"I'm a farmer, and a farmer farms," he says. "Farming is much better for the community than not farming, Business is much better for the community than no business."

Amid the squabbling, the Salton Sea continues to disappear. Its elevation is dropping up to 12 inches a year, exposing about 800 acres a year and turning shallow waters into dry beds that send dust into nearby towns. A vast area outside the town of Calipatria that was covered with water only a few years ago looks like white moonscape with a few gangly trees.

Its waters - about one-third saltier than the ocean - continue to draw pelicans and a tremendous variety of birds that feed on tilapia, desert pupfish and sailfin mollies. But biologists say they will disappear without fish to prey upon.

The lake formed in 1905 when a Colorado River levee breached. In the 1950s and 1960s, it was a major tourist draw and desert playground for celebrities like Frank Sinatra, Jerry Lewis, Bing Crosby and the Beach Boys.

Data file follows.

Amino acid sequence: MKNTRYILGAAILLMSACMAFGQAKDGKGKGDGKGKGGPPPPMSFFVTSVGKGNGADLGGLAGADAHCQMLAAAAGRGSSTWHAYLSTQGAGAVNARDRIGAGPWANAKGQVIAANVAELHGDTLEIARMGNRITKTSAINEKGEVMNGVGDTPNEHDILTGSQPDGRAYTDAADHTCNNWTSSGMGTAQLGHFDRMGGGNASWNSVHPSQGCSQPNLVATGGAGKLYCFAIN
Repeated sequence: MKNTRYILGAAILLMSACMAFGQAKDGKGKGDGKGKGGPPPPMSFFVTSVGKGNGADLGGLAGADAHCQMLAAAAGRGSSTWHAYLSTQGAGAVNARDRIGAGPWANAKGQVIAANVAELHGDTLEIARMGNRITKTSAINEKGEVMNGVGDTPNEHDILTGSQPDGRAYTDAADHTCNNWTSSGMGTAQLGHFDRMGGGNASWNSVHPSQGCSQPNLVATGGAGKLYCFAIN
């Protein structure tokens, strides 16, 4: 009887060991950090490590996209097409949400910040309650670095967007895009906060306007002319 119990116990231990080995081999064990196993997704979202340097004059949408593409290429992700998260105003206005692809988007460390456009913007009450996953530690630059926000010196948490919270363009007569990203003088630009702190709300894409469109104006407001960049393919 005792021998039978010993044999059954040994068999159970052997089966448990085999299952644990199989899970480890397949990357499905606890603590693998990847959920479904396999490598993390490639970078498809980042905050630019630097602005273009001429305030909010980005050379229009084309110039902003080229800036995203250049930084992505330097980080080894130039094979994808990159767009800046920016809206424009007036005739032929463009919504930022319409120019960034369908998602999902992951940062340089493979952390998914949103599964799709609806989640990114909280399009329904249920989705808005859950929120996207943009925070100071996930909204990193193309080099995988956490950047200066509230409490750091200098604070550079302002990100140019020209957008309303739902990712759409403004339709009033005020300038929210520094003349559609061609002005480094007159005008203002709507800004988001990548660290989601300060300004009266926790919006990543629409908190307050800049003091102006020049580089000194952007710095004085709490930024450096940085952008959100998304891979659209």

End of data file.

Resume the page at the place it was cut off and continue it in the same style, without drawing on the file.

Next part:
With a budget crisis that threatens schools and health clinics, California isn't close to financing a long-term plan to save it. Former Gov. Arnold Schwarzenegger's administration offered a plan that would cost $9 billion.

In foreclosure-ravaged Salton City, a moribund town of about 1,000 people where homes sell for as little $20,000, residents marvel at the how fast the water is receding. Jean Cloyd, who retired from Reno, Nev., in 1995 with her husband, saw fishermen daily from her beachfront mobile home three years ago but now hardly ever does.

"From here it looks like sand but you walk out there and it's all dead fish bones," said Cloyd, 76.